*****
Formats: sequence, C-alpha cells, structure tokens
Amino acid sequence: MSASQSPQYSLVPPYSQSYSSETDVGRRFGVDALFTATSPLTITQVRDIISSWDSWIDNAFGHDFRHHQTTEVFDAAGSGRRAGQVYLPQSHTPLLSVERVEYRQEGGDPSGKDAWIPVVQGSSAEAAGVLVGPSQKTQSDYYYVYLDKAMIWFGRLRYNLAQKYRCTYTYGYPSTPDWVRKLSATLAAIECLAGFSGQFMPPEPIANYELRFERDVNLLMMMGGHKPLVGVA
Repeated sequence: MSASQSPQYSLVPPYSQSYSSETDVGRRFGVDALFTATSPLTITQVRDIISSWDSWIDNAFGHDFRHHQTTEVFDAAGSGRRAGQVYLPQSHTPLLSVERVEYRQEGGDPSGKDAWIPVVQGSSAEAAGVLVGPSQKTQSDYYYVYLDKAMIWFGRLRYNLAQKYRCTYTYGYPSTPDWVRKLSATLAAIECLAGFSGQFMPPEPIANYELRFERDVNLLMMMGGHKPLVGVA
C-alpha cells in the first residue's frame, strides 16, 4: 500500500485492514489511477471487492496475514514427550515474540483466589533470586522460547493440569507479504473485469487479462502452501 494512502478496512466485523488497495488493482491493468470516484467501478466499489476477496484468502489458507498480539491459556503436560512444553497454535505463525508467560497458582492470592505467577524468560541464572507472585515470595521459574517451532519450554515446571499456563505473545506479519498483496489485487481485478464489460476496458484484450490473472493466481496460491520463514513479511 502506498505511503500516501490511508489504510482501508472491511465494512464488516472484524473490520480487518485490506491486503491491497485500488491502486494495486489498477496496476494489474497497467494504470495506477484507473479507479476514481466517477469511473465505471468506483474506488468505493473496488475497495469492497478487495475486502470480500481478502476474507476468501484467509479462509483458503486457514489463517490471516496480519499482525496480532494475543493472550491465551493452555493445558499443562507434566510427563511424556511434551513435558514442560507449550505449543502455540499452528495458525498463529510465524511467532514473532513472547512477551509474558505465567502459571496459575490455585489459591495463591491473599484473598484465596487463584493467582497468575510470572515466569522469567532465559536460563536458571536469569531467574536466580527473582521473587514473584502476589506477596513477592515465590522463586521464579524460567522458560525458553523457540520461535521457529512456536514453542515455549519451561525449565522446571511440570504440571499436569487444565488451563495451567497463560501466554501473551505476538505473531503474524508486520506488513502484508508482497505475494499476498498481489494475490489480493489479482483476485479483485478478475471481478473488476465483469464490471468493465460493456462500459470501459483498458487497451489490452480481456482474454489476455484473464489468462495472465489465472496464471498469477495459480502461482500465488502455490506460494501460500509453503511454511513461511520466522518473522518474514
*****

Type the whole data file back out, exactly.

Formats: sequence, C-alpha cells, structure tokens
Amino acid sequence: MSASQSPQYSLVPPYSQSYSSETDVGRRFGVDALFTATSPLTITQVRDIISSWDSWIDNAFGHDFRHHQTTEVFDAAGSGRRAGQVYLPQSHTPLLSVERVEYRQEGGDPSGKDAWIPVVQGSSAEAAGVLVGPSQKTQSDYYYVYLDKAMIWFGRLRYNLAQKYRCTYTYGYPSTPDWVRKLSATLAAIECLAGFSGQFMPPEPIANYELRFERDVNLLMMMGGHKPLVGVA
Repeated sequence: MSASQSPQYSLVPPYSQSYSSETDVGRRFGVDALFTATSPLTITQVRDIISSWDSWIDNAFGHDFRHHQTTEVFDAAGSGRRAGQVYLPQSHTPLLSVERVEYRQEGGDPSGKDAWIPVVQGSSAEAAGVLVGPSQKTQSDYYYVYLDKAMIWFGRLRYNLAQKYRCTYTYGYPSTPDWVRKLSATLAAIECLAGFSGQFMPPEPIANYELRFERDVNLLMMMGGHKPLVGVA
C-alpha cells in the first residue's frame, strides 16, 4: 500500500485492514489511477471487492496475514514427550515474540483466589533470586522460547493440569507479504473485469487479462502452501 494512502478496512466485523488497495488493482491493468470516484467501478466499489476477496484468502489458507498480539491459556503436560512444553497454535505463525508467560497458582492470592505467577524468560541464572507472585515470595521459574517451532519450554515446571499456563505473545506479519498483496489485487481485478464489460476496458484484450490473472493466481496460491520463514513479511 502506498505511503500516501490511508489504510482501508472491511465494512464488516472484524473490520480487518485490506491486503491491497485500488491502486494495486489498477496496476494489474497497467494504470495506477484507473479507479476514481466517477469511473465505471468506483474506488468505493473496488475497495469492497478487495475486502470480500481478502476474507476468501484467509479462509483458503486457514489463517490471516496480519499482525496480532494475543493472550491465551493452555493445558499443562507434566510427563511424556511434551513435558514442560507449550505449543502455540499452528495458525498463529510465524511467532514473532513472547512477551509474558505465567502459571496459575490455585489459591495463591491473599484473598484465596487463584493467582497468575510470572515466569522469567532465559536460563536458571536469569531467574536466580527473582521473587514473584502476589506477596513477592515465590522463586521464579524460567522458560525458553523457540520461535521457529512456536514453542515455549519451561525449565522446571511440570504440571499436569487444565488451563495451567497463560501466554501473551505476538505473531503474524508486520506488513502484508508482497505475494499476498498481489494475490489480493489479482483476485479483485478478475471481478473488476465483469464490471468493465460493456462500459470501459483498458487497451489490452480481456482474454489476455484473464489468462495472465489465472496464471498469477495459480502461482500465488502455490506460494501460500509453503511454511513461511520466522518473522518474514